Running to the challenge

The Israel Association for the Disabled 'Etgarim' wish Shimon Peres good luck for the new year.

Peres at his 90th birthday 370 (photo credit: Koby Gidon/GPO)
Peres at his 90th birthday 370
(photo credit: Koby Gidon/GPO)
Nature isn’t always kind, and too often deprives people of one or more faculties and impedes mobility. Sometimes this is done at birth. Sometimes it is the outcome of an illness or an accident. Whatever the reason, it leaves people mentally or physically challenged – and that’s where Etgarim, the Hebrew word for challenges comes in.
The mission of Etgarim – The Israel Association for the Disabled, is to to integrate the mentally and physically challenged into mainstream society.
One of the ways Etgarim is doing this is through sport and specifically running. By overcoming challenges that arise when running, members encourage each other to continue to do better.
According to trainer Guy Ben-Dror, they are like one big family, drawn together in camaraderie and making hugely courageous efforts in their desire to prove themselves to themselves and to others.
On Wednesday, the Jerusalem branch of Etgarim, before taking off on a run, called on President Shimon Peres to wish him well in the coming New Year and to receive his blessing. Dressed in bright orange T-shirts featuring the Etgarim logo in Hebrew and in English, very few of them bore any outward signs of any kind of disability.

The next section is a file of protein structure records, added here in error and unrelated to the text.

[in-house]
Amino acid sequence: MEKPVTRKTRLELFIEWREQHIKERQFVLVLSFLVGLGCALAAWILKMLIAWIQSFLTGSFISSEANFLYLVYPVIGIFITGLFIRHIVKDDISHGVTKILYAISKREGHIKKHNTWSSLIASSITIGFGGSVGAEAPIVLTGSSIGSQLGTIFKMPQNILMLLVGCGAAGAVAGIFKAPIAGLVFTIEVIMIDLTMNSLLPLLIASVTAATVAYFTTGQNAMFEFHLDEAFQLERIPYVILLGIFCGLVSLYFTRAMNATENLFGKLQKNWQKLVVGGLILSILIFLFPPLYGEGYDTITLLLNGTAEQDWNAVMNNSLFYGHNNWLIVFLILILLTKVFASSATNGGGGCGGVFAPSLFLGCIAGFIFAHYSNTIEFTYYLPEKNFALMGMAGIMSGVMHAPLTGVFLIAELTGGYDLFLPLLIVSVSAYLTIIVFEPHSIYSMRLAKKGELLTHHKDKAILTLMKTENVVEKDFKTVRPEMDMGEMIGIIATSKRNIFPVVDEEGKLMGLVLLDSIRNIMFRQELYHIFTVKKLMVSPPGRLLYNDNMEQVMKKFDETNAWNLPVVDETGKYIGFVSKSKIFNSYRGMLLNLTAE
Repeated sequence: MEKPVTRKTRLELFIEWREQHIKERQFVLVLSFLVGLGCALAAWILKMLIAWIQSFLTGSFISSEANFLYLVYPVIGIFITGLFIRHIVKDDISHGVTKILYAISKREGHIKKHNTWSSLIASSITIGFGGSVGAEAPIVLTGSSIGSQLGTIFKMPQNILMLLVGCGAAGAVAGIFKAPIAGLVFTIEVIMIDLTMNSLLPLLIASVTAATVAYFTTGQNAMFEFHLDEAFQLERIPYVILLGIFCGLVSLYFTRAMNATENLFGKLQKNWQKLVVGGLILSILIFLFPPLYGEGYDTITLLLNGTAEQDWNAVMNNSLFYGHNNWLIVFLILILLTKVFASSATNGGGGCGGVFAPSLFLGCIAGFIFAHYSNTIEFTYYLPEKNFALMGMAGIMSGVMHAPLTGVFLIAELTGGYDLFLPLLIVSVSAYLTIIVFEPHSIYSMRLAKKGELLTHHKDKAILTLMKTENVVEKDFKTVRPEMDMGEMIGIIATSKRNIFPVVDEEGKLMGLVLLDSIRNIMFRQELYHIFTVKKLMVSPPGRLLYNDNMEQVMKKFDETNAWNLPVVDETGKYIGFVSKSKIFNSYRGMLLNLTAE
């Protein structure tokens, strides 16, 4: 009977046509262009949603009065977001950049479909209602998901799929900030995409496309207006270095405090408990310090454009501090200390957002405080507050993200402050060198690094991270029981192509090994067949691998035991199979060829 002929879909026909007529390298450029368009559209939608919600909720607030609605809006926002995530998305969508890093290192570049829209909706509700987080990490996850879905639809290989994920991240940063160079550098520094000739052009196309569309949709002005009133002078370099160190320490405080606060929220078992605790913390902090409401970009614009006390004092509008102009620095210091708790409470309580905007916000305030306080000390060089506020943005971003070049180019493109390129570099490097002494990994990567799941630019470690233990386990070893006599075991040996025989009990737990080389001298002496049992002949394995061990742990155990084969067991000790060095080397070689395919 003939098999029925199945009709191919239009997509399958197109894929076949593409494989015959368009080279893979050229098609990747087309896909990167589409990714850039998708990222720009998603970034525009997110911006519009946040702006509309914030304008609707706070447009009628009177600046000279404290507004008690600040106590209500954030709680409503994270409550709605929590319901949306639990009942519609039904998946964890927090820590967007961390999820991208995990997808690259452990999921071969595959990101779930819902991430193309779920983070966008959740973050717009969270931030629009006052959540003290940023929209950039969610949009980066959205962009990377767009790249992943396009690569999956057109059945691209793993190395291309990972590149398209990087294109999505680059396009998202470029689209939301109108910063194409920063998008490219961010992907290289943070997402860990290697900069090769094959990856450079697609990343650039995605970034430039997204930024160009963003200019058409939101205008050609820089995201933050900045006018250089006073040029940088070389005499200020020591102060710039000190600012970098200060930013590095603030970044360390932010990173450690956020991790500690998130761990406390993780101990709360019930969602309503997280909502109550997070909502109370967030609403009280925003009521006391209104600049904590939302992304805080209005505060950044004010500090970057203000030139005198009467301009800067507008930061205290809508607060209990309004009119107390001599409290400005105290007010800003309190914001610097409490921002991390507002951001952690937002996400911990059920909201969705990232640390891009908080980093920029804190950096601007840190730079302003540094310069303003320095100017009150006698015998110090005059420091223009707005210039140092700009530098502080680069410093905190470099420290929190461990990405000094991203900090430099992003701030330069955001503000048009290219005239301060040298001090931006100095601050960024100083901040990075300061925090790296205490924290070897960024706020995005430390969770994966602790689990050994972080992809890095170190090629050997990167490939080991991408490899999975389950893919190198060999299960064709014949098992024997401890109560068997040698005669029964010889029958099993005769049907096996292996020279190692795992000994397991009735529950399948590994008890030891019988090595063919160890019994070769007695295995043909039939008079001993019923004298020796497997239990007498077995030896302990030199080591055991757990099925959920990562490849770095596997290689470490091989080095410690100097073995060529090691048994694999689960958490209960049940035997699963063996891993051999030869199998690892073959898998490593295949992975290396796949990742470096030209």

Some of the participants were visually impaired, but their dissabilities were only given away by the presence of a seeing eye dog and volunteers.
Yossi Golding, 67, began to lose his sight 40 years ago, but betrayed no sign of being blind.
Golding has been running with Etgarim since its founding in 1995 and told Peres what a lift it gives him to be able to run. Presenting the president with an Etgarim Tshirt, Golding admitted that without the many volunteers who come to spur the members to ever greater heights, he wouldn’t be able to do it.
Before meeting with the group, Peres had a private meeting with member Dina Douani – whose vision impairment is only given away by her measured movements – and Etgarim general manager Avner Balkanai.
When Peres entered the reception hall arm in arm with Douani, it was uncertain which of the two was leading the other.
Peres told the Etgarim group that it was inspiring to be in their company and urged them that regardless of the blow dealt to them by nature to never accept it as a final edict. They must never give up hope, he said, because science is working all the time to find solutions. Peres related how during his visit to the Google TLV campus earlier in the week, he had seen a wonderful development that will prove invaluable to the blind.
He also praised the volunteers for their selflessness and noted the essential role that volunteerism plays in Israeli life.